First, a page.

Hello, Sparkle from Northern Ireland.
It wasn't sunny during the week I visited Belfast. Was there a break in the clouds? Your experience is not uncommon - a few kits with some ups and downs while learning a process. You have already learned about waiting for a long time to taste the results of a brew day. Stepping in to All-Grain with BIAB is a great way to go. Read a lot of topics on this forum and ask questions. Get the right bag and scale your recipe to your kit using the BIABacus and post your file for comments. You will get beer eventually.
Hello, johnthebap from Wales.
You have successfully registered and now can get the BIABacus spreadsheet at http://www.biabrewer.info/viewtopic.php?f=5&t=1869
Always save files with the .xls extension at the end of your filename, it will save you from future problems. Do give it some time to figure it out, ask questions if you want help. I find it useful for scaling recipes from weights of grain given for brewing vastly different sizes and also when all I have is percentages of grains in a recipe. There are a limited number of recipes on this site at viewforum.php?f=7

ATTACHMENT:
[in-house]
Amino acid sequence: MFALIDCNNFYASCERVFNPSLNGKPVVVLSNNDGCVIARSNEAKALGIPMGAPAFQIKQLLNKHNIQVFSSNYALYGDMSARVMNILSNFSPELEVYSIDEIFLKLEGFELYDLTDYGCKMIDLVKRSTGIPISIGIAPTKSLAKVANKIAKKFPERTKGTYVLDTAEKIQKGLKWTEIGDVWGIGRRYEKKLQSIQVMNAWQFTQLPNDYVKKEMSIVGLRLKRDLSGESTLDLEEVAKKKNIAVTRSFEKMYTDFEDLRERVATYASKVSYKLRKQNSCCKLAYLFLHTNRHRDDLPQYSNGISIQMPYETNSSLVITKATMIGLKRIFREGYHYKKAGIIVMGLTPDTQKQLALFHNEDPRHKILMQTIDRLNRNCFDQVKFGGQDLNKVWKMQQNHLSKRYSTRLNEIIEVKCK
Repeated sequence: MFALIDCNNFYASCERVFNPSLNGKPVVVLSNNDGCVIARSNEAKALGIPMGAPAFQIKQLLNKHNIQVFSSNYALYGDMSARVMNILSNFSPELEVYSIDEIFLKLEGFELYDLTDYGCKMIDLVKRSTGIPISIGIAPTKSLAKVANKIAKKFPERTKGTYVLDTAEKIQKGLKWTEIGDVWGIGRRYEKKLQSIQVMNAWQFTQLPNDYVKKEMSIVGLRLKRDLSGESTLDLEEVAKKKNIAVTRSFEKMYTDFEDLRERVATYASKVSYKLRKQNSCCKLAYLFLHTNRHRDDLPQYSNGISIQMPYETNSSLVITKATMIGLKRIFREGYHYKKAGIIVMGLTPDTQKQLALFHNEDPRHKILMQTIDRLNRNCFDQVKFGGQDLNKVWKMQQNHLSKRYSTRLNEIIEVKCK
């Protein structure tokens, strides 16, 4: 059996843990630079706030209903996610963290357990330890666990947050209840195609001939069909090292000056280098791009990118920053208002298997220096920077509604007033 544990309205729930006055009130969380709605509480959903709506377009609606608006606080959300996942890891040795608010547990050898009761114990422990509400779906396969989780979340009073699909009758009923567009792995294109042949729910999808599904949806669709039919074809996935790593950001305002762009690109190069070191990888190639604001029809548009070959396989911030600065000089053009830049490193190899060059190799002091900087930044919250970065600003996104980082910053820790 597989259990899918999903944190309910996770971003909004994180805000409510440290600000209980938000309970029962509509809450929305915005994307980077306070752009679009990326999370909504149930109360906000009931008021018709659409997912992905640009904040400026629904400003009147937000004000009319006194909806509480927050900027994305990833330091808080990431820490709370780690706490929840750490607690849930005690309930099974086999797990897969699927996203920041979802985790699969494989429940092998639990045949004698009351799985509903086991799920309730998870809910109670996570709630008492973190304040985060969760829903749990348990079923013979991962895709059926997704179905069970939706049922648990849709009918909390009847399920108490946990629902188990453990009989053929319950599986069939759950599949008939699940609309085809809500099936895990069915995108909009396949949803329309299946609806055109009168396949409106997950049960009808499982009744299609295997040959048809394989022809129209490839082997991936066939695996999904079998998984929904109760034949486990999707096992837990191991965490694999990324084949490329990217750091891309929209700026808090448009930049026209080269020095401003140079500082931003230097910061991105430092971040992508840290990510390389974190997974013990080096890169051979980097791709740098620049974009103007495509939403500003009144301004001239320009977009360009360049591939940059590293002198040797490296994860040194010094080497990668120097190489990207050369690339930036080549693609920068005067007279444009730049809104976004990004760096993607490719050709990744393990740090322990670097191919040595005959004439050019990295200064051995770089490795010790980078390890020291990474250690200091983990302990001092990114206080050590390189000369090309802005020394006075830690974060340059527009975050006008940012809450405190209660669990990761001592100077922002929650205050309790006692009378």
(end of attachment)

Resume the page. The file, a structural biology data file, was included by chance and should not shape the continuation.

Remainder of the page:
compared to other sources. I don't have an explanation for the small number other than people here are maybe more process-oriented and can adapt recipes from anywhere else to BIAB.
The power to adapt almost anything might lessen the need to share a specific recipe. Is that enough of a philosophical question?
Hello, Mark from Los Angeles, USA.
Most of us moved to All-Grain after some extract brews. There is something about starting from crushed grain rather than dry powder or 40Weight syrup that feels better. Tastes better, too.
Just plot out your brew day steps and do things at the proper times and you will be fine. There will be times without action and there will be very busy times, too. Check out viewforum.php?f=145
for terminology that makes things clear.